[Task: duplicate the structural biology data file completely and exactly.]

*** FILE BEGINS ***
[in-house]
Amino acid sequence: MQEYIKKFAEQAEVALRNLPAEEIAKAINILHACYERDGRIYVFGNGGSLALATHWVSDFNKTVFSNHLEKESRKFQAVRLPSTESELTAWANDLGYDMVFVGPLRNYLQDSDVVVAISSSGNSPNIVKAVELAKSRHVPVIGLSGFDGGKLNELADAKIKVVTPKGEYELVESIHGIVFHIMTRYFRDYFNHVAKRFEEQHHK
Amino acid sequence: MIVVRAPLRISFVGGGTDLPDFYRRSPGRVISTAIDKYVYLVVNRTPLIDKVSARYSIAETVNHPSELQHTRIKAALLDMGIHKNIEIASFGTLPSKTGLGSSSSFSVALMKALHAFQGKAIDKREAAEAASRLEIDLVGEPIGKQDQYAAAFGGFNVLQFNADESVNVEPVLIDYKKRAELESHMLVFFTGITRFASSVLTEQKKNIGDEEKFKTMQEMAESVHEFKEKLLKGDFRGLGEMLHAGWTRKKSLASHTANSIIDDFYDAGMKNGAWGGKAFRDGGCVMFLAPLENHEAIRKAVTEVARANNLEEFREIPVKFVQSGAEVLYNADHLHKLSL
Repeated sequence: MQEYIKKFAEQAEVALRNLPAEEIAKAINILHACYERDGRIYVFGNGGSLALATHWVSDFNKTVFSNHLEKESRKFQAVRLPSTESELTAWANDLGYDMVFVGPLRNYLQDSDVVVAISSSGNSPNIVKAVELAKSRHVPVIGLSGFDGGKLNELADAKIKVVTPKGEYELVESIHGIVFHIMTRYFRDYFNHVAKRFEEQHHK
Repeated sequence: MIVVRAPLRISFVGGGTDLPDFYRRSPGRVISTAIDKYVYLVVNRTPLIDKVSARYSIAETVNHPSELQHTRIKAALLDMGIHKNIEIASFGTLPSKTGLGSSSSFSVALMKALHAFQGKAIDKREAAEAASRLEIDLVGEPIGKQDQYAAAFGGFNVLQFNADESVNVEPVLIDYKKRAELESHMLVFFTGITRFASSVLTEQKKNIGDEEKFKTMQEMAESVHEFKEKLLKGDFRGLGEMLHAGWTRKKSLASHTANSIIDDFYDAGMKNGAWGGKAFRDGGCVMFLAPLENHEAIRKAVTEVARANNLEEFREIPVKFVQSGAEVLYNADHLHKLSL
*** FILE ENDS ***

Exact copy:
[in-house]
Amino acid sequence: MQEYIKKFAEQAEVALRNLPAEEIAKAINILHACYERDGRIYVFGNGGSLALATHWVSDFNKTVFSNHLEKESRKFQAVRLPSTESELTAWANDLGYDMVFVGPLRNYLQDSDVVVAISSSGNSPNIVKAVELAKSRHVPVIGLSGFDGGKLNELADAKIKVVTPKGEYELVESIHGIVFHIMTRYFRDYFNHVAKRFEEQHHK
Amino acid sequence: MIVVRAPLRISFVGGGTDLPDFYRRSPGRVISTAIDKYVYLVVNRTPLIDKVSARYSIAETVNHPSELQHTRIKAALLDMGIHKNIEIASFGTLPSKTGLGSSSSFSVALMKALHAFQGKAIDKREAAEAASRLEIDLVGEPIGKQDQYAAAFGGFNVLQFNADESVNVEPVLIDYKKRAELESHMLVFFTGITRFASSVLTEQKKNIGDEEKFKTMQEMAESVHEFKEKLLKGDFRGLGEMLHAGWTRKKSLASHTANSIIDDFYDAGMKNGAWGGKAFRDGGCVMFLAPLENHEAIRKAVTEVARANNLEEFREIPVKFVQSGAEVLYNADHLHKLSL
Repeated sequence: MQEYIKKFAEQAEVALRNLPAEEIAKAINILHACYERDGRIYVFGNGGSLALATHWVSDFNKTVFSNHLEKESRKFQAVRLPSTESELTAWANDLGYDMVFVGPLRNYLQDSDVVVAISSSGNSPNIVKAVELAKSRHVPVIGLSGFDGGKLNELADAKIKVVTPKGEYELVESIHGIVFHIMTRYFRDYFNHVAKRFEEQHHK
Repeated sequence: MIVVRAPLRISFVGGGTDLPDFYRRSPGRVISTAIDKYVYLVVNRTPLIDKVSARYSIAETVNHPSELQHTRIKAALLDMGIHKNIEIASFGTLPSKTGLGSSSSFSVALMKALHAFQGKAIDKREAAEAASRLEIDLVGEPIGKQDQYAAAFGGFNVLQFNADESVNVEPVLIDYKKRAELESHMLVFFTGITRFASSVLTEQKKNIGDEEKFKTMQEMAESVHEFKEKLLKGDFRGLGEMLHAGWTRKKSLASHTANSIIDDFYDAGMKNGAWGGKAFRDGGCVMFLAPLENHEAIRKAVTEVARANNLEEFREIPVKFVQSGAEVLYNADHLHKLSL